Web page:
New York State Brownfield Act reform did not survive the crush of last-minute negotiations over the State’s 2014-15 budget. The Governor’s office, the Senate, and Assembly each introduced their own proposals for accomplishing needed reforms but were not able to reach consensus on a path forward.

The attached article reviews the differences among the Governor’s, the Senate’s and the Assembly’s proposals on such key issues as:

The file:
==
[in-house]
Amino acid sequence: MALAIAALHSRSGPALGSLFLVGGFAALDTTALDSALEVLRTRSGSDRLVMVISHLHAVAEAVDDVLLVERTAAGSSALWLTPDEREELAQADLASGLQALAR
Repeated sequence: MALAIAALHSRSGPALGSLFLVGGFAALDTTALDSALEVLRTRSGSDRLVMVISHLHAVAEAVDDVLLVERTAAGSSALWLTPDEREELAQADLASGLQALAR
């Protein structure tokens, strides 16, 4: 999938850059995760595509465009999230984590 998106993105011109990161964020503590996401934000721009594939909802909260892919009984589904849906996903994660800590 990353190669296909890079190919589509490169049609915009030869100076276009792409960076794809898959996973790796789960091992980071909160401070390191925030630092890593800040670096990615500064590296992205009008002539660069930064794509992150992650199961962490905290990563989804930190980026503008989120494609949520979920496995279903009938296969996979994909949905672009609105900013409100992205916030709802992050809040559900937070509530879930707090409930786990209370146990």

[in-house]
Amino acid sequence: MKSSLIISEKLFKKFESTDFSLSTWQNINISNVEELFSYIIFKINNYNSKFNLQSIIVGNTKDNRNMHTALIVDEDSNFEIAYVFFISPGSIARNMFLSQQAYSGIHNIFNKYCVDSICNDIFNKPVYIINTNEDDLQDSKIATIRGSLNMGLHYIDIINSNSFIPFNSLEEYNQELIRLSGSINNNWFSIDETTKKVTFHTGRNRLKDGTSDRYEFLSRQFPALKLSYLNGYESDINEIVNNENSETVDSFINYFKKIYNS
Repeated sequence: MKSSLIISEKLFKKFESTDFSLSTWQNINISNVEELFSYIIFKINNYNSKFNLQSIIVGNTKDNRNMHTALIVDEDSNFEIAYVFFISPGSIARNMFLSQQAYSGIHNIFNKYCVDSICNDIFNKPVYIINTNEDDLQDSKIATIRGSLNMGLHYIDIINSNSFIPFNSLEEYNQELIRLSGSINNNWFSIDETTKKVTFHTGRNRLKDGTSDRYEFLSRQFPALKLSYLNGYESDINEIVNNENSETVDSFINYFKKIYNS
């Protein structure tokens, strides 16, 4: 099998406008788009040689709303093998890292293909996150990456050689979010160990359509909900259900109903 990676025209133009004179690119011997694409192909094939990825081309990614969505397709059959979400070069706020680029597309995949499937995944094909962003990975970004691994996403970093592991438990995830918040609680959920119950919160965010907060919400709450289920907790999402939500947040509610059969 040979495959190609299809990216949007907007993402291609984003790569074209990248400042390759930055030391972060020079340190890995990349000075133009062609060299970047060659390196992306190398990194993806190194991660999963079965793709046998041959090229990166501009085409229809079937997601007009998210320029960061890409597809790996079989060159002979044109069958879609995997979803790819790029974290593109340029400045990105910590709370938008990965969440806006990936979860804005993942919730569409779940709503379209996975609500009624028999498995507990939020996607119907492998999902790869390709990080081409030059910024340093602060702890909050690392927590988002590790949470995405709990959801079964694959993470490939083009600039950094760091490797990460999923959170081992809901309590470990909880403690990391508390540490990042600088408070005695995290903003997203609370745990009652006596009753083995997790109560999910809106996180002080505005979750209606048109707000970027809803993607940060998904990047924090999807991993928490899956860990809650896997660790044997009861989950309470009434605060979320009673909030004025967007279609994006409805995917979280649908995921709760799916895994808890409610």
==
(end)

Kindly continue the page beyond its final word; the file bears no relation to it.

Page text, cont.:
• extending the expiration date for brownfield tax credits;
  • revising the definition of “brownfield site”;
  • restricting tangible property tax credits;
  • redefining costs eligible for tax credit treatment; and
  • establishing a new, streamlined program for sites not seeking tax credits.

The article discusses the merits of the respective proposals and makes suggestions as to how these differences might be resolved.

David J. Freeman is a Director in the Gibbons Real Property & Environmental Law Department.